Samsung Elecs. Am., Inc. v. Prisua Eng'g Corp.
United States Court of Appeals for the Federal Circuit
February 4, 2020, Decided
[*1344] Bryson, Circuit Judge.
Samsung Electronics America, Inc., appeals from a decision of the Patent Trial and Appeal Board in an inter partes review [*1345] proceeding. Samsung petitioned the Board to rule that certain claims of U.S. Patent No. 8,650,591 ("the '591 patent"), owned by cross-appellant Prisua Engineering Corp. ("Prisua"), were unpatentable. At the conclusion of the proceeding, the Board held that claim 11 of the '591 patent was unpatentable based on obviousness. However, the Board declined to analyze whether claims 1-4 and 8 were unpatentable as anticipated or obvious, because it concluded that those claims were indefinite.
On appeal, Samsung contends that the Board should have canceled claims 1-4 and 8 for indefiniteness. In the alternative, Samsung argues that even if the Board was not statutorily [**2] authorized to cancel those claims for indefiniteness, it should have assessed whether they would have been anticipated or obvious in view of the cited prior art. Prisua cross-appeals from the Board's ruling that claim 11 was unpatentable for obviousness. We affirm in part, reverse in part, and remand.
Congress has long permitted parties accused of patent infringement in federal court to challenge the validity of the asserted patent claims on any ground specified in part II of the Patent Act as a condition for patentability and for failure to comply with any requirement of 35 U.S.C. § 112. See 35 U.S.C. § 282(b)(2)-(3). Over the last few decades, Congress has supplemented federal court litigation by creating several administrative processes that authorize the Patent and Trademark Office ("PTO") to reconsider and cancel wrongly issued claims in some circumstances.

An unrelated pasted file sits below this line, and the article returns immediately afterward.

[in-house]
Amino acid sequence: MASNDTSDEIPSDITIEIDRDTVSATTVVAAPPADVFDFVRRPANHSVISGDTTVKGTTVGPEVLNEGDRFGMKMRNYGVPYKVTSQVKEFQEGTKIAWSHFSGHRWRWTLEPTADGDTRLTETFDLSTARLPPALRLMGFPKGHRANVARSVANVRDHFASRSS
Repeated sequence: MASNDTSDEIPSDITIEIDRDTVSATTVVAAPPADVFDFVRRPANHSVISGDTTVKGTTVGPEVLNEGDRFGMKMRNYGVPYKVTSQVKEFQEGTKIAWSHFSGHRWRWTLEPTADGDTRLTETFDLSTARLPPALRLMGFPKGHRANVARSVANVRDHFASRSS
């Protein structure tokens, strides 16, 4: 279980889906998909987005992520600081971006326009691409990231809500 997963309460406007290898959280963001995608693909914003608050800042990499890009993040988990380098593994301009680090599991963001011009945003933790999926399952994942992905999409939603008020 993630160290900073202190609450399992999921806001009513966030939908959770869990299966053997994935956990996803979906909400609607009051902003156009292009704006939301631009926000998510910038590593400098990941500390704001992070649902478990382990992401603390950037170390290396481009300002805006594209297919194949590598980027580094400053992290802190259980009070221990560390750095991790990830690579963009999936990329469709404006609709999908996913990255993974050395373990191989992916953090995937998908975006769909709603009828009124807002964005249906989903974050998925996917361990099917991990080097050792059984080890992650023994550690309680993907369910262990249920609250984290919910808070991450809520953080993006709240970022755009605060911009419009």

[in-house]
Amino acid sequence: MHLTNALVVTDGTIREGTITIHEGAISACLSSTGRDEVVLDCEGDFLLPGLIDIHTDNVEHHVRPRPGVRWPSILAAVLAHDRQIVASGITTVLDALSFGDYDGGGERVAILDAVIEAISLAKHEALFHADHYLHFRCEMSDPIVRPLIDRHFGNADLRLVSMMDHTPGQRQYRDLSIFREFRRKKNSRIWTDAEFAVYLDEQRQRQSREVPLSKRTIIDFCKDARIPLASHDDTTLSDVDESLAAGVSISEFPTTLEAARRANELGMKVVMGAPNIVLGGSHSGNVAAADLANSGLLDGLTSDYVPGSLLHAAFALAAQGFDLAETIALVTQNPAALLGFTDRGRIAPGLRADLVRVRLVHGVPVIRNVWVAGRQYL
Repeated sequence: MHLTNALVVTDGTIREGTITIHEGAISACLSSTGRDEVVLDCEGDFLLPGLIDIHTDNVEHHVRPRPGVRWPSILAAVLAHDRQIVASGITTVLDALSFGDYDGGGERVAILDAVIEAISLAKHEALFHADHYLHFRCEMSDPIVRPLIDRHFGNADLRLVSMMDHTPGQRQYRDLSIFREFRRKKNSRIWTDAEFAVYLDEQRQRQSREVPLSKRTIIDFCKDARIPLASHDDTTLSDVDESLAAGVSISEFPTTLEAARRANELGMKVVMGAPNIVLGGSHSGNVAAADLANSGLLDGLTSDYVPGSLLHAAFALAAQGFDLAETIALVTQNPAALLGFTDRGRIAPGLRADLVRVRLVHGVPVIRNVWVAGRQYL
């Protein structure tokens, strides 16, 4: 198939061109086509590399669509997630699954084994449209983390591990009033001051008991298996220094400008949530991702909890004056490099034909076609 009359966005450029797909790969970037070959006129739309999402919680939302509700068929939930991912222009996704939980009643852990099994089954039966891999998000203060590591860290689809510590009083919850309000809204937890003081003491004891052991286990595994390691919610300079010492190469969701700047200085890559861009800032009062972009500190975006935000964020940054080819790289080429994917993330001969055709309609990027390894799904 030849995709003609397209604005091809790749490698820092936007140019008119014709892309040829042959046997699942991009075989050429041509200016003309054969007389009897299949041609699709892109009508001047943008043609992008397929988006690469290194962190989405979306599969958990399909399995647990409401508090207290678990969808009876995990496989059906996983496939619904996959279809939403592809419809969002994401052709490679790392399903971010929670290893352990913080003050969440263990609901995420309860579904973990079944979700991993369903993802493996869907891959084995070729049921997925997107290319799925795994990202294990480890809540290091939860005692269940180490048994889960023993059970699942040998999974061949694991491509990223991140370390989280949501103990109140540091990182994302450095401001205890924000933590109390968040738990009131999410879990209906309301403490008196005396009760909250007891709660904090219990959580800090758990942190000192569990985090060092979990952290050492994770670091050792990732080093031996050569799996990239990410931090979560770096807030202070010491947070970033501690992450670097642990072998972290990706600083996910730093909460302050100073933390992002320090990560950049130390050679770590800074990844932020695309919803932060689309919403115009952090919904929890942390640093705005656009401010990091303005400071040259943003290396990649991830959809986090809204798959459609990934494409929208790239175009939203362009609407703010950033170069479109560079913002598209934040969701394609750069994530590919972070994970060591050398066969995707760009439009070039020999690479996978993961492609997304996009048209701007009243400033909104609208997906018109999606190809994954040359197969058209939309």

In 1980, Congress established a regime known as "ex parte reexamination." See Act to Amend the Patent and Trademark Laws, Pub. L. No. 96-517, 94 Stat. 3015 (1980), codified at 35 U.S.C. § 301 et seq. Ex parte reexamination gives "[a]ny person at any time" the right to "file a request for reexamination" based on certain prior art "bearing on the patentability" of an already-issued patent. 35 U.S.C. §§ 301(a)(1), 302. After institution, an ex parte reexamination [**3] follows essentially the same back and forth process between the patent owner and the examiner as in the initial PTO examination. 35 U.S.C. § 305.Read The Full CaseNot a Lexis Advance subscriber? Try it out for free.
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948 F.3d 1342 *; 2020 U.S. App. LEXIS 3292 **; 2020 U.S.P.Q.2D (BNA) 37319
SAMSUNG ELECTRONICS AMERICA, INC., Appellant v. PRISUA ENGINEERING CORP., Cross-Appellant
Prior History: [**1] Appeals from the United States Patent and Trademark Office, Patent Trial and Appeal Board in No. IPR2017-01188.
Disposition: AFFIRMED IN PART, REVERSED IN PART, AND REMANDED.
patent, indefiniteness, video, processing, digital, stream, grounds, inter partes, user, cancel, unpatentable, data entry, matched, pixel, written decision, spatially, recited, prior art, contends, widths, substitution, input, reexamination, post-grant, apparatus, replacing, coupled, discloses, capture, vectors
Business & Corporate Compliance, US Patent & Trademark Office Proceedings, Patent Law, US Patent & Trademark Office Proceedings, Patent Law, Claims & Specifications, Specifications, Definiteness, Evidence, Inferences & Presumptions, Presumptions, Particular Presumptions, Description Requirement, Means Plus Function